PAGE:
It may be more optimal to install multiple different drains in different trenches in an area that has a high volume of flooding on your driveway. An important thing to note about this is that each channel drain should have its own pipe to handle the flow of water drainage.
These pipes can lead to the same exit point, where it would mass and build up, but the drains themselves need their pipes otherwise they would overflow and not solve the problem in the first place.
Check Legal Regulations on Drainage Systems
Each city or town deals with rainwater differently, with its own rules and regulations on the process of collection or draining stormwater. Due to this, you should always check your local regulations before making any changes to your current drain system, or before installing a new one.
In most cases, you’d want the water to stay on your property as long as possible but be drained off the surface. This can be done by draining the water from the concrete driveway to your front yard, thus watering the grass and plants you may have in the yard.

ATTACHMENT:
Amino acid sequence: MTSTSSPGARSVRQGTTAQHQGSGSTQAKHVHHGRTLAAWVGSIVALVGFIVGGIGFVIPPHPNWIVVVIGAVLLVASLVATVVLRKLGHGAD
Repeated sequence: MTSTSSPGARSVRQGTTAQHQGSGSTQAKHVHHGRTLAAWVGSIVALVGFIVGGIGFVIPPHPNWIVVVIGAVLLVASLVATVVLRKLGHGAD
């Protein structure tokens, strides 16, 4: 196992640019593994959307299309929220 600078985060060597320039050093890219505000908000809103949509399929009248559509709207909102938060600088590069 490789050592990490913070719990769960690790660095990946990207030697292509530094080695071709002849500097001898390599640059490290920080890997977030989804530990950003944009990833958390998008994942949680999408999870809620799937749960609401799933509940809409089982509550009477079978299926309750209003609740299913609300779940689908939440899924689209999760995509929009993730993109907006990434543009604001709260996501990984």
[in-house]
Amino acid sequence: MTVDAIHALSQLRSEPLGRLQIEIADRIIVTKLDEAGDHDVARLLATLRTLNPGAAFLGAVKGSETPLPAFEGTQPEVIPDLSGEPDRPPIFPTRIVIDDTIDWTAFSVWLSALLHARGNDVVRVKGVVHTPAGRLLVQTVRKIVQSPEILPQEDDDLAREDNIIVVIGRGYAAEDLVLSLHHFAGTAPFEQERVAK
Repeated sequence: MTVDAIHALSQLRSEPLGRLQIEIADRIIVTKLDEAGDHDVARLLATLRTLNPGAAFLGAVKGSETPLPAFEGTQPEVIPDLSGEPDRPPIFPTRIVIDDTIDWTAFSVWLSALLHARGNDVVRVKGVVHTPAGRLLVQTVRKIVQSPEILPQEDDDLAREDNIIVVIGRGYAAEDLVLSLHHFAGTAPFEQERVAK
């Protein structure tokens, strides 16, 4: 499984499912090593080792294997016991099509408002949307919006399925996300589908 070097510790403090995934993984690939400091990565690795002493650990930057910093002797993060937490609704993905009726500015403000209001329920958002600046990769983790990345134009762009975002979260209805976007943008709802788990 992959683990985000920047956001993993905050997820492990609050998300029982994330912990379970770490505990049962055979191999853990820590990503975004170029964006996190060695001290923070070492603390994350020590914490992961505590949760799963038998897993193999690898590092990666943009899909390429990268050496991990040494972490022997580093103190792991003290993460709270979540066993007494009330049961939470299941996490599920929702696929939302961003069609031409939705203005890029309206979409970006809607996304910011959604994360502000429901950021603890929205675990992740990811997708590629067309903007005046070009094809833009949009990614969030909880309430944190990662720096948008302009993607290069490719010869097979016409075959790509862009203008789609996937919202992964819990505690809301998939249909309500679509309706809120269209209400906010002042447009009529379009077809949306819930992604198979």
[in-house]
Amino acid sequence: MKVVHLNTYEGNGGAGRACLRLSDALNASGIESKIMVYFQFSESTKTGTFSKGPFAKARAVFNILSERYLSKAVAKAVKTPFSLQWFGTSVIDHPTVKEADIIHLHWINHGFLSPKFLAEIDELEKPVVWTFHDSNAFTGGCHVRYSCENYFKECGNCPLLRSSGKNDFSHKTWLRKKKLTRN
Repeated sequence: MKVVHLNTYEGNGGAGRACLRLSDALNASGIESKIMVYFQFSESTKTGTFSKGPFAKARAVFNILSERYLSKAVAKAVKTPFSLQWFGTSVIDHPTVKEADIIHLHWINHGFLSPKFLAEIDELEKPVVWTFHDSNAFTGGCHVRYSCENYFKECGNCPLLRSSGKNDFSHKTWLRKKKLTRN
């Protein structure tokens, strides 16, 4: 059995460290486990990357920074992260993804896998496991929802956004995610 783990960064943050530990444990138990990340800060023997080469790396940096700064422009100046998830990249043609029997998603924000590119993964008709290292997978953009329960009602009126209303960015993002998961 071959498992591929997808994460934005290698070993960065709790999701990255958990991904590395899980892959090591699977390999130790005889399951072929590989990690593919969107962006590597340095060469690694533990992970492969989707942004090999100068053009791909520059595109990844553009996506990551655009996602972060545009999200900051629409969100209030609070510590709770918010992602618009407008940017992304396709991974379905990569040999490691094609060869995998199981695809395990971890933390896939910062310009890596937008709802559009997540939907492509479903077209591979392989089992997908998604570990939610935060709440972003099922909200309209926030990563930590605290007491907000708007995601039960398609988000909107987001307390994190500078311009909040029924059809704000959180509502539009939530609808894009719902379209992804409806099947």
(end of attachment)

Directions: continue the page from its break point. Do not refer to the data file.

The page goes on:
Protect Locations from Drainage Erosion
Just like how the Grand Canyon was formed due to erosion, erosion can cause damage to many other structures that are man-made as well. Because of this, you would need to be careful where you place the drainage pipes to disperse the water from your drains.
One thing you could do is place large stones or other materials that can slow the flow of water by absorbing some of the shock and energy from the drain. Another important thing to remember is to never drain your water to a place where it normally would not be drained to. This can cause an improper drainage system, causing more damage than good.
The Simplistic Nature of Channel Drains
People have been using channel drains for many years, it is not a new system nor is it hard to introduce to your driveway as an assistant to draining rainwater. Channel drains range from very basic and easy to construct, to rather intricate with many different parts, but don’t let this scare you. The most basic of drainage systems still gets the job done flawlessly, without erosion damage to your driveway.